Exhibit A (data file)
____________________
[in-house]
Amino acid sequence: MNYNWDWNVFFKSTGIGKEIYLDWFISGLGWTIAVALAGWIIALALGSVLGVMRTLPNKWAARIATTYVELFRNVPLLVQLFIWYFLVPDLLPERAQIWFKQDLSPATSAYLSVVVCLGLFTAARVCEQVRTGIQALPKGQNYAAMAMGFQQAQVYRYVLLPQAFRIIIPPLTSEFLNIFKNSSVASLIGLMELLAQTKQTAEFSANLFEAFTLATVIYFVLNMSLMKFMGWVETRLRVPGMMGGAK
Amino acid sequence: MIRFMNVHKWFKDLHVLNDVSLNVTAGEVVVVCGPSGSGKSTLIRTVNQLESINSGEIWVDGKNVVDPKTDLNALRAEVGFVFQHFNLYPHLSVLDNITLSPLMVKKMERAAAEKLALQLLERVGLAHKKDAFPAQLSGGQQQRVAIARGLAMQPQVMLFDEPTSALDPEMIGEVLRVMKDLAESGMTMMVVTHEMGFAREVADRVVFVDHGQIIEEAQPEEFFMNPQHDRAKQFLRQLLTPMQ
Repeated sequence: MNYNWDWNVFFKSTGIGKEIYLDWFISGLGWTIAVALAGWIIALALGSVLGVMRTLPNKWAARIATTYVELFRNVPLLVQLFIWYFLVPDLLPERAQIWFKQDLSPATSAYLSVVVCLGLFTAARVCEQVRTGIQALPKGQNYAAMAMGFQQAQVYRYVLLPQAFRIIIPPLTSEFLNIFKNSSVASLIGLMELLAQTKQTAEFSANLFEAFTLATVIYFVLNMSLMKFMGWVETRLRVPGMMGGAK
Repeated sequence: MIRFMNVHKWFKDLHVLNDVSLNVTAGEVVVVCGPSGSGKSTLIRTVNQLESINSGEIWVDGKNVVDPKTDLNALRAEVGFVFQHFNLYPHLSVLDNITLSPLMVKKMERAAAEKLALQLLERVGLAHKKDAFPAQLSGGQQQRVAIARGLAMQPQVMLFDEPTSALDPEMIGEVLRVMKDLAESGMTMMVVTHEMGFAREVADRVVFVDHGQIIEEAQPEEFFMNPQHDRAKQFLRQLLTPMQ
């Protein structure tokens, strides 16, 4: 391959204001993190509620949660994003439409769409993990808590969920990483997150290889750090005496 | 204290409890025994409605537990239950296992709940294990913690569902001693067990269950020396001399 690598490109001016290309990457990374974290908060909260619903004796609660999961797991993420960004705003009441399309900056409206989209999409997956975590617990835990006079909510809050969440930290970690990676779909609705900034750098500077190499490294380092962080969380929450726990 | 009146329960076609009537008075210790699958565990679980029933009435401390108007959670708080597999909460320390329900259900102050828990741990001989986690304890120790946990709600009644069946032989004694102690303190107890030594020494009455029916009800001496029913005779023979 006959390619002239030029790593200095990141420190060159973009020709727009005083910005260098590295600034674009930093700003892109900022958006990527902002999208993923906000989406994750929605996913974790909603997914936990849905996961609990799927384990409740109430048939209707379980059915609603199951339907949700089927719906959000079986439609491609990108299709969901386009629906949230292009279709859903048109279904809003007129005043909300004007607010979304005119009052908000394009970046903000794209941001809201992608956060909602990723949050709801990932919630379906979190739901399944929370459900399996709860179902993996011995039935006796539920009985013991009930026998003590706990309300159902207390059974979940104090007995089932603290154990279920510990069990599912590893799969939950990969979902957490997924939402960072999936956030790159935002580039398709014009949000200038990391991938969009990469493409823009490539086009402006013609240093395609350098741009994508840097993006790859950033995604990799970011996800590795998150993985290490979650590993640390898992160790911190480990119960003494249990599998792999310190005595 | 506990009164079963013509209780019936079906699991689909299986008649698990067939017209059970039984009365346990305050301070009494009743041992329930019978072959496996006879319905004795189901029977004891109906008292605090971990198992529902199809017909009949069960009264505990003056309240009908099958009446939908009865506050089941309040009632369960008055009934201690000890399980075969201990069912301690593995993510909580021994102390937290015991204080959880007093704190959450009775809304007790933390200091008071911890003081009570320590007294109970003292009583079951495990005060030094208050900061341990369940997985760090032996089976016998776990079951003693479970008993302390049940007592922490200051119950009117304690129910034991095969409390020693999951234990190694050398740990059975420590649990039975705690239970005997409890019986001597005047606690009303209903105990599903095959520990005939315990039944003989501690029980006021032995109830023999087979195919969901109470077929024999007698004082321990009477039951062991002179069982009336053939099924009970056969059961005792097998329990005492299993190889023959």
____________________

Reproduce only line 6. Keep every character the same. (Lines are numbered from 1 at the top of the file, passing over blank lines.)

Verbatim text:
């Protein structure tokens, strides 16, 4: 391959204001993190509620949660994003439409769409993990808590969920990483997150290889750090005496 | 204290409890025994409605537990239950296992709940294990913690569902001693067990269950020396001399 690598490109001016290309990457990374974290908060909260619903004796609660999961797991993420960004705003009441399309900056409206989209999409997956975590617990835990006079909510809050969440930290970690990676779909609705900034750098500077190499490294380092962080969380929450726990 | 009146329960076609009537008075210790699958565990679980029933009435401390108007959670708080597999909460320390329900259900102050828990741990001989986690304890120790946990709600009644069946032989004694102690303190107890030594020494009455029916009800001496029913005779023979 006959390619002239030029790593200095990141420190060159973009020709727009005083910005260098590295600034674009930093700003892109900022958006990527902002999208993923906000989406994750929605996913974790909603997914936990849905996961609990799927384990409740109430048939209707379980059915609603199951339907949700089927719906959000079986439609491609990108299709969901386009629906949230292009279709859903048109279904809003007129005043909300004007607010979304005119009052908000394009970046903000794209941001809201992608956060909602990723949050709801990932919630379906979190739901399944929370459900399996709860179902993996011995039935006796539920009985013991009930026998003590706990309300159902207390059974979940104090007995089932603290154990279920510990069990599912590893799969939950990969979902957490997924939402960072999936956030790159935002580039398709014009949000200038990391991938969009990469493409823009490539086009402006013609240093395609350098741009994508840097993006790859950033995604990799970011996800590795998150993985290490979650590993640390898992160790911190480990119960003494249990599998792999310190005595 | 506990009164079963013509209780019936079906699991689909299986008649698990067939017209059970039984009365346990305050301070009494009743041992329930019978072959496996006879319905004795189901029977004891109906008292605090971990198992529902199809017909009949069960009264505990003056309240009908099958009446939908009865506050089941309040009632369960008055009934201690000890399980075969201990069912301690593995993510909580021994102390937290015991204080959880007093704190959450009775809304007790933390200091008071911890003081009570320590007294109970003292009583079951495990005060030094208050900061341990369940997985760090032996089976016998776990079951003693479970008993302390049940007592922490200051119950009117304690129910034991095969409390020693999951234990190694050398740990059975420590649990039975705690239970005997409890019986001597005047606690009303209903105990599903095959520990005939315990039944003989501690029980006021032995109830023999087979195919969901109470077929024999007698004082321990009477039951062991002179069982009336053939099924009970056969059961005792097998329990005492299993190889023959």